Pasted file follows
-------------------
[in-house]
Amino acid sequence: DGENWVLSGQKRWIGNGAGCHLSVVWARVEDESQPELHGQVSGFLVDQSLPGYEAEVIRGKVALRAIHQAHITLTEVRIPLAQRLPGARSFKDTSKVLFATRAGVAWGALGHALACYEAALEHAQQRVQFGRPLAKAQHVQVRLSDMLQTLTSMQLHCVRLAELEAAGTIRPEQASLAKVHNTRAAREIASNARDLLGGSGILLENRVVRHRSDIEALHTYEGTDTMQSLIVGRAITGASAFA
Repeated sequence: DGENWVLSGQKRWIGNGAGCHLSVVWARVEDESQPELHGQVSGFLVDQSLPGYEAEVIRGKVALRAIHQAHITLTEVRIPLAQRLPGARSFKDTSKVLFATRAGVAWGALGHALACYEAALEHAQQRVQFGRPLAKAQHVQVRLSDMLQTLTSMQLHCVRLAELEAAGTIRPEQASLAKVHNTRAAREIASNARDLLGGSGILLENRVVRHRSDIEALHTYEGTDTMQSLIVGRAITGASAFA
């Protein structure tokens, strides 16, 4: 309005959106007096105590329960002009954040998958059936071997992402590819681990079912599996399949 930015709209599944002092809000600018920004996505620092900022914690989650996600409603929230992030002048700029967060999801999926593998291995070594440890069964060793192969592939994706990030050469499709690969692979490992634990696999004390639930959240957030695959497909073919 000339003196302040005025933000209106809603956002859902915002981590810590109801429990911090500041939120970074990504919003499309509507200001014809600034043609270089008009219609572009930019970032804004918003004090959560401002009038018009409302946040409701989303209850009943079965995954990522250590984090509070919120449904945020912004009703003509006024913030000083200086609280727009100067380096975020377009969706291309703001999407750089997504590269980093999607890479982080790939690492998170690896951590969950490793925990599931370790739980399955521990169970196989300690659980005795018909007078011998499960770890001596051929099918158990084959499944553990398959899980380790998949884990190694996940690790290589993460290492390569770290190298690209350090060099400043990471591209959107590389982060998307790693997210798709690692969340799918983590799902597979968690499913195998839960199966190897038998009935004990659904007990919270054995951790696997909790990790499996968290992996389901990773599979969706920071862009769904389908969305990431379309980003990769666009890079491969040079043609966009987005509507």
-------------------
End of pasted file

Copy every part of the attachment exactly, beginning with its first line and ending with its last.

[in-house]
Amino acid sequence: DGENWVLSGQKRWIGNGAGCHLSVVWARVEDESQPELHGQVSGFLVDQSLPGYEAEVIRGKVALRAIHQAHITLTEVRIPLAQRLPGARSFKDTSKVLFATRAGVAWGALGHALACYEAALEHAQQRVQFGRPLAKAQHVQVRLSDMLQTLTSMQLHCVRLAELEAAGTIRPEQASLAKVHNTRAAREIASNARDLLGGSGILLENRVVRHRSDIEALHTYEGTDTMQSLIVGRAITGASAFA
Repeated sequence: DGENWVLSGQKRWIGNGAGCHLSVVWARVEDESQPELHGQVSGFLVDQSLPGYEAEVIRGKVALRAIHQAHITLTEVRIPLAQRLPGARSFKDTSKVLFATRAGVAWGALGHALACYEAALEHAQQRVQFGRPLAKAQHVQVRLSDMLQTLTSMQLHCVRLAELEAAGTIRPEQASLAKVHNTRAAREIASNARDLLGGSGILLENRVVRHRSDIEALHTYEGTDTMQSLIVGRAITGASAFA
């Protein structure tokens, strides 16, 4: 309005959106007096105590329960002009954040998958059936071997992402590819681990079912599996399949 930015709209599944002092809000600018920004996505620092900022914690989650996600409603929230992030002048700029967060999801999926593998291995070594440890069964060793192969592939994706990030050469499709690969692979490992634990696999004390639930959240957030695959497909073919 000339003196302040005025933000209106809603956002859902915002981590810590109801429990911090500041939120970074990504919003499309509507200001014809600034043609270089008009219609572009930019970032804004918003004090959560401002009038018009409302946040409701989303209850009943079965995954990522250590984090509070919120449904945020912004009703003509006024913030000083200086609280727009100067380096975020377009969706291309703001999407750089997504590269980093999607890479982080790939690492998170690896951590969950490793925990599931370790739980399955521990169970196989300690659980005795018909007078011998499960770890001596051929099918158990084959499944553990398959899980380790998949884990190694996940690790290589993460290492390569770290190298690209350090060099400043990471591209959107590389982060998307790693997210798709690692969340799918983590799902597979968690499913195998839960199966190897038998009935004990659904007990919270054995951790696997909790990790499996968290992996389901990773599979969706920071862009769904389908969305990431379309980003990769666009890079491969040079043609966009987005509507």